Archive for July 17, 2010

Make Money with Fractions

An act of Congress on July 17, 1861, gave the Treasury Secretary the authority to print U.S. currency. For a variety of reasons, it wasn’t until several years later that the Treasury Department actually began printing; in the interim, private firms printed the notes in sheets of four, sent them to the Treasury Department where the seal was affixed by hand, and then the sheets were cut apart with scissors. (How far we’ve come!)

Did you know that the U.S. government will replace worn out or damaged money if three-fifths of it is still identifiable? Similarly, two-fifths will earn the bearer half the face value.

Perhaps the U.S. government is not terribly good with fractions. (This is not surprising. A recent government report claims that five out of four government employees do not understand fractions.) Even an elementary student knows that 3/5 + 2/5 = 1. So why is the government willing to give you 150% of a bill’s value if you divide it in the ratio 60:40?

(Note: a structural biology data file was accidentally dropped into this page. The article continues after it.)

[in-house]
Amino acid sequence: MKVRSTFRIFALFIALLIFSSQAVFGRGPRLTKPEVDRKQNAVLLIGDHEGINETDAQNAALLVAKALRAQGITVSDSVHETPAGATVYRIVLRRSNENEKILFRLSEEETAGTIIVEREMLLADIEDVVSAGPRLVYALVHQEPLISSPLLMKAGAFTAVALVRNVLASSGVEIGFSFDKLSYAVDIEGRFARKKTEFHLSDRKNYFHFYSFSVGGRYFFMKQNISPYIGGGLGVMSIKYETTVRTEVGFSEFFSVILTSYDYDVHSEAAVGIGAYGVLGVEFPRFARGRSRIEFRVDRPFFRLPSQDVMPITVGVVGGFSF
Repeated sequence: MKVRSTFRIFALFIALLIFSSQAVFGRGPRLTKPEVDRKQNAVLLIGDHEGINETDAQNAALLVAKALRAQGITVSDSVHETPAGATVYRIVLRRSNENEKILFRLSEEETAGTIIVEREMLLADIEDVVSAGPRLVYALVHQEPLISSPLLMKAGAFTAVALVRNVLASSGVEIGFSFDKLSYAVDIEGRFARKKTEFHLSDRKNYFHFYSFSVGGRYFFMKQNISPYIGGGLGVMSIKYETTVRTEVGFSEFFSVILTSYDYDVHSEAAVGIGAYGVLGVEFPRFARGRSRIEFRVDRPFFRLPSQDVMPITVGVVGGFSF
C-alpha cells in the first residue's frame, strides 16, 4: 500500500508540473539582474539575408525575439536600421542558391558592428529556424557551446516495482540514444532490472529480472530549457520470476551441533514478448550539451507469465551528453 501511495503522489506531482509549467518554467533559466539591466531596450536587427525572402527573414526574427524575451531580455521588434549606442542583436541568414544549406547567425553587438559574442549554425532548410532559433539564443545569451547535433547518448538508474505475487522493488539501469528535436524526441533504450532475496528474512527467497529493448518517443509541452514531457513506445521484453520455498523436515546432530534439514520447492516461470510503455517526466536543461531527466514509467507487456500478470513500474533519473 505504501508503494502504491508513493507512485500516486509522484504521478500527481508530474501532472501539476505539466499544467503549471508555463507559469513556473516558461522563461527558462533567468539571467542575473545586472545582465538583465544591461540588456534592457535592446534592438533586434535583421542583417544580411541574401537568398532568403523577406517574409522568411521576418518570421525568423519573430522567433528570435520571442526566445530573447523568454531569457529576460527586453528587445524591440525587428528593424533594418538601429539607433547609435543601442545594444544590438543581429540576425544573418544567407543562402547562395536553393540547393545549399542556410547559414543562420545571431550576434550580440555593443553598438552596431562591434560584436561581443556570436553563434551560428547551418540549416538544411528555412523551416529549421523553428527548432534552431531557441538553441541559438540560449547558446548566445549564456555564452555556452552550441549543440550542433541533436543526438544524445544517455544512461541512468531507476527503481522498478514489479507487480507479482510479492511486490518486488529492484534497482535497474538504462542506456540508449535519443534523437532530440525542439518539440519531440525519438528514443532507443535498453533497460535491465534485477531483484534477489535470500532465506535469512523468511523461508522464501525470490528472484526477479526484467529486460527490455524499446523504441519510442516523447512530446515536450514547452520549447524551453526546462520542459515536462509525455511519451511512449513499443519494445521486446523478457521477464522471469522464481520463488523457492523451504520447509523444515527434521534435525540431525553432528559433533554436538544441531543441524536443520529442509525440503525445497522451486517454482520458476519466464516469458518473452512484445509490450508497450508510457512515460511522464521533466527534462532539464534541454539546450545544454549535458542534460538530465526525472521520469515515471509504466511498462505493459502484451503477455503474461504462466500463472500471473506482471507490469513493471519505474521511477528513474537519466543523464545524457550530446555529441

If you want to make a quick buck (or a quick $50), here’s my suggestion: Go to the bank, get a fresh $100 bill, then cut it as shown:

As divided, the left portion is 3/5 of the original bill, and the right portion is 2/5 of the original bill. Now you can exchange the left portion for a new $100 bill, and you can exchange the right portion for $50. That’s a 50% return on your money, which is better than almost every blue-chip stock in the history of NASDAQ and the NYSE.

With policies like this, is it any wonder there’s a national deficit?

* NOTE: It is illegal to purposely mutilate U.S. currency. The above post is satirical. Do not try this at home. If you do, we at MJ4MF hereby absolve ourselves of all responsibility.

July 17, 2010 at 12:03 am 2 comments

About MJ4MF

The Math Jokes 4 Mathy Folks blog is an online extension to the book Math Jokes 4 Mathy Folks. The blog contains jokes submitted by readers, new jokes discovered by the author, details about speaking appearances and workshops, and other random bits of information that might be interesting to the strange folks who like math jokes.

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Math Jokes 4 Mathy Folks is available from Amazon, Borders, Barnes & Noble, NCTM, Robert D. Reed Publishers, and other purveyors of exceptional literature.

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July 2010

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